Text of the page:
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Inside the mind of a CEO: Boston Dynamics

by Bobbie van der List
Robert Playter
Robert Playter’s appointment as CEO of Boston Dynamics in 2019 came at an important crossroads for the company. Known for producing some of the world’s most iconic and advanced robots, the company was grounded in research and development (R&D). Its deep roots at the Massachusetts Institute of Technology (MIT) and frequent collaborations with the Defense Advanced Research Projects Agency (DARPA), which is the R&D wing of the US Department of Defense, had produced humanoid robots that could jump and vault through obstacle courses, as well as canine-inspired robots that could climb stairs and walk over rough terrain.

But Boston Dynamics, which was acquired by Google in 2013 and sold to SoftBank in 2017, was in the process of transforming into a full-fledged product company. The goal was to provide robots to clients and customers commercially, and the company’s 2021 acquisition by Hyundai Motor Group sealed the strategy. The Korean car manufacturer was eager to profit from Boston Dynamics’ robotics and artificial intelligence (AI) know-how. For its part, Boston Dynamics could use Hyundai’s expertise in scaling up its activities for the commercial market. Recently, the company unveiled “working” robots that attempt to negotiate job sites, setting up warehouse ramps and delivering tools to human colleagues.

Playter - whose PhD in aerospace, aeronautical, and astronautical engineering at MIT included programming the world’s first robot somersault - had to start hiring non-researchers, a process that he now describes as one of his biggest challenges. The company went from 100 to 700 employees within a few years, and according to Playter, he had to guide the merger of two very different mindsets. The researchers (some of whom, like Playter, had been with the company for decades) suddenly had to work at a faster pace to meet hard deadlines for shipping out products. Conversely, the newly hired product specialists had to work at a slower pace than they might have been used to, because a lot of the new departments had to be built from scratch - including customer service and sales.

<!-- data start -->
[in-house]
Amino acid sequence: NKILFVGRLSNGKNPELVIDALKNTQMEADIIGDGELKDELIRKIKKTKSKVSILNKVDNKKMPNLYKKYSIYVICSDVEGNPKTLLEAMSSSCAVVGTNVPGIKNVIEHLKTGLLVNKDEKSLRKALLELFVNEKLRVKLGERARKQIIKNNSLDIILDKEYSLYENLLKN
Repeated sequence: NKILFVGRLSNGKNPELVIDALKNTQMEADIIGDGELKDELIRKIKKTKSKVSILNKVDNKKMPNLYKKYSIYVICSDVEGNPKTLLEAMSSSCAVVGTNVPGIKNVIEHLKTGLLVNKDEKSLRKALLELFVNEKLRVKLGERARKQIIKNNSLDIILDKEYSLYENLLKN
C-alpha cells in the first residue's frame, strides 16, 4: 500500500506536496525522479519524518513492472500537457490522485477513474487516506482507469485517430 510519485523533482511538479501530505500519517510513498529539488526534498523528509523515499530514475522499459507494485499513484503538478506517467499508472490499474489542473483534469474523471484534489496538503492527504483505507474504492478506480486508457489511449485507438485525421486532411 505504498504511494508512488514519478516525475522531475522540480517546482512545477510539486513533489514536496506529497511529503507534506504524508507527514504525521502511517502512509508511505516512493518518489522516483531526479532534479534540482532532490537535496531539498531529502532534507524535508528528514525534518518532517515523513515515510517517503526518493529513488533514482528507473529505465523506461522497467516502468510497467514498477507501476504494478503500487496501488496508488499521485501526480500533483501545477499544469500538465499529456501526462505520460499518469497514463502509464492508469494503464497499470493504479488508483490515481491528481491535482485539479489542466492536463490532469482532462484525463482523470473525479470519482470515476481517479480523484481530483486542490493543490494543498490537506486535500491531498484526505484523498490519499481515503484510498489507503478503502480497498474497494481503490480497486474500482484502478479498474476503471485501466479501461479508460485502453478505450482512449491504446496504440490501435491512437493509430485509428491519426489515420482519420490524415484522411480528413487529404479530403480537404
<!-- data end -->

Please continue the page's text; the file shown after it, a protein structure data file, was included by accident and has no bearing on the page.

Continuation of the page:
Playter sat down with strategy+business to talk about the company’s ongoing transformation, the role that robotics plays in powering the next evolution in business, and the importance of human leadership at even the most tech-enabled company.

How did you settle on the strategy to transition into a full-fledged product company? Why was the timing right?

The transition to a product company didn’t happen overnight - it was a slow transition, with the acquisition by Google in 2013 being the initial catalyst. We really began thinking through how our technologies could be used by industries, and what it would take to make a reliable robot that could function outside a controlled environment. Then, when SoftBank bought us in 2017, we became even more focused on releasing commercial products, which became our core focus by the time Hyundai purchased a majority stake in the company. Hyundai’s expansive manufacturing and global sales expertise is particularly valuable for us as we continue to grow.

The company underwent a huge transition under your leadership, including expanding from 100 to now 700 employees, and shifting focus from R&D to shipping products - which required expertise beyond having smart engineers. How has this transition been?

Well, one of the big challenges was shifting the mindset of the people who are here. We had to change everybody’s mindset: we’re going to deliver a product, and there’s going to be service and support, and we have to work on those last issues that are required to make a product reliable and trustworthy. That’s a big shift. But honestly, our people are excited by that mission. Many of our early employees have been working for ten or 15 years developing advanced technology. For them, it’s a natural culmination of a career to be able to turn that advanced development into a deliverable product that makes somebody happy at the end of the day. But it has been a big shift, we’ve grown tremendously, and we’ve had to learn new skills.